What do you do when winter holds Western Canada in such a tight grip that the first few weeks of spring are virtually nonexistent? Head south, of course.
That’s what ATVers Ryan and Teresa Lodge of Langley, B.C., did in March 2018.
“There were four couples that went, so eight of us,” said Ryan.
Their destination? Moab.
A four-wheeler’s paradise
A small, somewhat touristy city in eastern Utah, Moab serves as the gateway to two national parks and the petrified sand dunes of the Colorado Plateau. Surrounded by mesas, canyons and red desert, Moab is a renowned off-road vehicle (ORV) destination.
In the summer, Moab can be unbearably hot, but Ryan and Teresa’s spring-break timing was perfect because daytime highs ranged from 15 to 22 C. The trip also coincided with Easter Jeep Safari, an annual event that attracts hundreds, if not thousands, of 4x4 enthusiasts.
“We were on one trail and there were probably 150 Jeeps with us,” said Ryan.
Just minutes to the east of Moab is the 3,600-hectare (9,000-acre) Sand Flats Recreation Area. Camping is permitted, and from where they camped, Ryan’s group could access nearly 64 kilometres (40 miles) of designated ORV trails. According to him, the trails are well-marked and there is a rating system to help riders choose terrain based on their skill level.
So popular are these trails that they’ve all been given names, such as The Cliff Hanger and Hell’s Revenge. Obstacles along Hell’s Revenge have also been named and include the Escalator, Mickey’s Hot Tub and the Tip Over Challenge. For obvious reasons, these should not be attempted in the dark—right Ryan?
“Our first night there, my friend Jim and I decided to go for a ride and we ended up on Hell’s Revenge,” he said. “We got turned around but were able to find our way out. Luckily, we didn’t end up on those obstacles because you need daylight. You need to be able to see what you’re doing.”
It’s a rock crawler’s paradise. — photo courtesy Ryan Lodge
From the rock ledges to the slick sandstone, this is prime side-by-side country. However, Ryan and Teresa had no problem keeping up on their ATVs.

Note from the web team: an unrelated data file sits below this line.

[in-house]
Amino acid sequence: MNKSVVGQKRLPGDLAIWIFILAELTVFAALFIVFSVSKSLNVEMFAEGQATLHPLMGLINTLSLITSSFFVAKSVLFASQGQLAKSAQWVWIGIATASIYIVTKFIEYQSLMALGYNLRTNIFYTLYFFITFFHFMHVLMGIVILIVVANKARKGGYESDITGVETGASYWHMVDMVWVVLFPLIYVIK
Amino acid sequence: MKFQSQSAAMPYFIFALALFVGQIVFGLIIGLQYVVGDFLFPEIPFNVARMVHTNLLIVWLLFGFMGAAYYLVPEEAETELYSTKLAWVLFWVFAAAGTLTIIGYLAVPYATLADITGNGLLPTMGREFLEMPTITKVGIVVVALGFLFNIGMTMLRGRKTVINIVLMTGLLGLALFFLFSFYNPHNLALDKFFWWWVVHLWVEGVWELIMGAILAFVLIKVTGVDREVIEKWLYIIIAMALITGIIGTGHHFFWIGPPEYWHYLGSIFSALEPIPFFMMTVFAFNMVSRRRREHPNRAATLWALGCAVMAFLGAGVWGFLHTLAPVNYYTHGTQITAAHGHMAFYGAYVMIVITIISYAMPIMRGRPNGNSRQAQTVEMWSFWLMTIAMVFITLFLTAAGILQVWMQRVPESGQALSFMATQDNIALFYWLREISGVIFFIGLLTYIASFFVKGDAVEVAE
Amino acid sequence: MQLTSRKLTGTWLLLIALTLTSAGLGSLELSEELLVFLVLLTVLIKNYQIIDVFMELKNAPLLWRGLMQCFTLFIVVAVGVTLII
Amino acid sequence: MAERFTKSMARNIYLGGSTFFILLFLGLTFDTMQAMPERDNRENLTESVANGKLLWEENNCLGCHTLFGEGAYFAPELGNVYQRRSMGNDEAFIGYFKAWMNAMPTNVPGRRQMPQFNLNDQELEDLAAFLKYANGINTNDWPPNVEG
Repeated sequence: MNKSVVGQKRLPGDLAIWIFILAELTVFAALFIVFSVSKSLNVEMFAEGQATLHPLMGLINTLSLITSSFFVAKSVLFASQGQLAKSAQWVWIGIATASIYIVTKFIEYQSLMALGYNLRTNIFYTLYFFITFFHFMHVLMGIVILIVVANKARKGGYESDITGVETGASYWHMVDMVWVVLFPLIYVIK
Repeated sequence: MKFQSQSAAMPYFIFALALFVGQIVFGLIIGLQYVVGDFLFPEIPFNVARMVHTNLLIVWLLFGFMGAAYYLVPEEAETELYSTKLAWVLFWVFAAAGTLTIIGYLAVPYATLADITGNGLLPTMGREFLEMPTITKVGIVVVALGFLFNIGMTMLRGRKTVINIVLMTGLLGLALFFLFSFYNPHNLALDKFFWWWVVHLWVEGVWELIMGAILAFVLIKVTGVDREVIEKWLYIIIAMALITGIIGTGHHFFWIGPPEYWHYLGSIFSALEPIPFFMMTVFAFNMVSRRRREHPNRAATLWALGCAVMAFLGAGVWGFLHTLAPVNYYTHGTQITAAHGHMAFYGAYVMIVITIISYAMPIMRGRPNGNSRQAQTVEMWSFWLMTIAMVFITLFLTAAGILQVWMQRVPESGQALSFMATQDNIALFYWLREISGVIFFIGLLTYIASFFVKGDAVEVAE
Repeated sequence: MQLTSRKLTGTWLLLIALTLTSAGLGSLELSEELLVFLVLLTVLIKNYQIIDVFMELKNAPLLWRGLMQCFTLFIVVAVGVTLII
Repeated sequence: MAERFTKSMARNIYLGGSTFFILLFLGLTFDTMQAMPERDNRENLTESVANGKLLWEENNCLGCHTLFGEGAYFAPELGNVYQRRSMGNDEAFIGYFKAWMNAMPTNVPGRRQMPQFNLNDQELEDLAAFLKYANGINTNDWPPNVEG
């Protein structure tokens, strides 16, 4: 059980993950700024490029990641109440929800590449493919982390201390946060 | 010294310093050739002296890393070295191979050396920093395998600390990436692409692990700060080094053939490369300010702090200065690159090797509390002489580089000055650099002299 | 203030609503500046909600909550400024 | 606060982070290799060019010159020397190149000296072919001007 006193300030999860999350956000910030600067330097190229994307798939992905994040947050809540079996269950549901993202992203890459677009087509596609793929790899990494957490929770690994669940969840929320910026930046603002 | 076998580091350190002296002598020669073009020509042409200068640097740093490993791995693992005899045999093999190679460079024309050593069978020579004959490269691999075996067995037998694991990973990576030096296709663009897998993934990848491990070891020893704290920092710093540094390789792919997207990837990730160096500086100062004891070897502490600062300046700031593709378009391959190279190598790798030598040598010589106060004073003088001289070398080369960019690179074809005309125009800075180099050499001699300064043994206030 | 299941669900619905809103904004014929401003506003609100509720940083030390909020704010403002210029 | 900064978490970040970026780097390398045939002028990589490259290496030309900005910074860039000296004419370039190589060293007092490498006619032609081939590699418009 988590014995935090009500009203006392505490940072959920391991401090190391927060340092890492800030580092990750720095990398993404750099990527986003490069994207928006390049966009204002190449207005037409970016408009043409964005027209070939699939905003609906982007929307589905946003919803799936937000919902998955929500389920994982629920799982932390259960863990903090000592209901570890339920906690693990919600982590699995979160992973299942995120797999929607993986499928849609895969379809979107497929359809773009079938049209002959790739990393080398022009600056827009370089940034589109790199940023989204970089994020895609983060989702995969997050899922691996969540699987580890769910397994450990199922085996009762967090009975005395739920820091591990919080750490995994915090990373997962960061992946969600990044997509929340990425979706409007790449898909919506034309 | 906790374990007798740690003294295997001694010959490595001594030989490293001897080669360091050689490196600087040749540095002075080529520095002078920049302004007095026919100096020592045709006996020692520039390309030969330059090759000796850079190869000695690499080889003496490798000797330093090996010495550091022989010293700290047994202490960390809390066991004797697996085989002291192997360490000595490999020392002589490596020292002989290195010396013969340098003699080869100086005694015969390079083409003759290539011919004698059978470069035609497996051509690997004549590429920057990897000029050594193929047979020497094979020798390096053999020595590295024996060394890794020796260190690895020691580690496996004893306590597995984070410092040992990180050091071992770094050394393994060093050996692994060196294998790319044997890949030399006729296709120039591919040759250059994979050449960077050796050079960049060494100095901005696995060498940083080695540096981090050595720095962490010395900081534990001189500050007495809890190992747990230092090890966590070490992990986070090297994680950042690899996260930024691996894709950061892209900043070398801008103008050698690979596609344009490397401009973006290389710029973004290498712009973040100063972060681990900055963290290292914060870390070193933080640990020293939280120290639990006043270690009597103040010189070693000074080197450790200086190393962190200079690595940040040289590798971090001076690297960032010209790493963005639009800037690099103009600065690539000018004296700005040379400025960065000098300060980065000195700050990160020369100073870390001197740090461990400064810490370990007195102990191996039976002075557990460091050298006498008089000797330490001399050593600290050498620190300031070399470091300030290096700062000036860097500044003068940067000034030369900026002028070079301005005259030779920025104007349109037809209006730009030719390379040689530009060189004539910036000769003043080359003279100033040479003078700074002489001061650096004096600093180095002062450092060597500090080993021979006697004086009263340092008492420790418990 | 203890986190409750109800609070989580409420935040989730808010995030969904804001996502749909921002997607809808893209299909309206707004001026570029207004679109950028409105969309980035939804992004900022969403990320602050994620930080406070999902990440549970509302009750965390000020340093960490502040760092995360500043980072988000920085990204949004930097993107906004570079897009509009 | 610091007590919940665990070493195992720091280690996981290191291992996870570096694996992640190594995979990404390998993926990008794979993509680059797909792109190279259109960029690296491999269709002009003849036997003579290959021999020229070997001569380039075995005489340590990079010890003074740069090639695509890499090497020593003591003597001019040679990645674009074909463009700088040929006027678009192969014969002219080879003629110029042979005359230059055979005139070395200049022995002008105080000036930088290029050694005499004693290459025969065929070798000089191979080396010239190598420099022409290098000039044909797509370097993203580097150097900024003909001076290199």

“There are a lot of workarounds for the quads because the boulders are too big,” said Ryan. “I just winched up because our thing is if you’re not winching, you’re not riding.”
Utah is an extremely ORV-friendly destination. Out-of-state or out-of-country visitors are required to have a machine that meets the legal requirements of their home, but so long as you have signal lights and a horn, Ryan said, ATVs and side-by-sides can be ridden on most highways and city streets. In Moab, people often use them as grocery getters.
Back in Canada, Ryan is one of the few ATVers who rides year-round, snow or shine. That being said, the trip to Moab was a nice respite from a long winter.
“We are probably going to make it an annual event,” he said.
Ryan and Teresa have plans to spend every possible weekend in the immediate future exploring the Lower Mainland.
“We go camping almost every weekend to Caroline Mines, Bretton Creek, Tulameen, Coalmont—it’s all within two hours of us and you can ride for days and days,” said Ryan.
They also have plans to camp off the quads in the Cariboo region.
Growing up in the Lower Mainland, Ryan was exposed to dirt bikes and ATVs when he was a kid, but it wasn’t until he bought his current Kodiak 700 that the now 40-year-old got serious about riding. In two years, he’s racked up about 9,000 kilometres (approximately 5,600 miles).
“I ride all year,” he said. “People say, ‘there’s two feet of snow up there.’ Well, then you just go 10 feet forward and 100 feet back, 20 feet forward and 110 feet back, and just keep pushing through.”
Whether his treads are in the spring snow at home in Canada or on the slickrock of Moab, Ryan is happiest behind the bars.
This photo was taken at East Harrison, just past the Clear Creek Hot Springs near Hope, B.C. — photo courtesy Ryan Lodge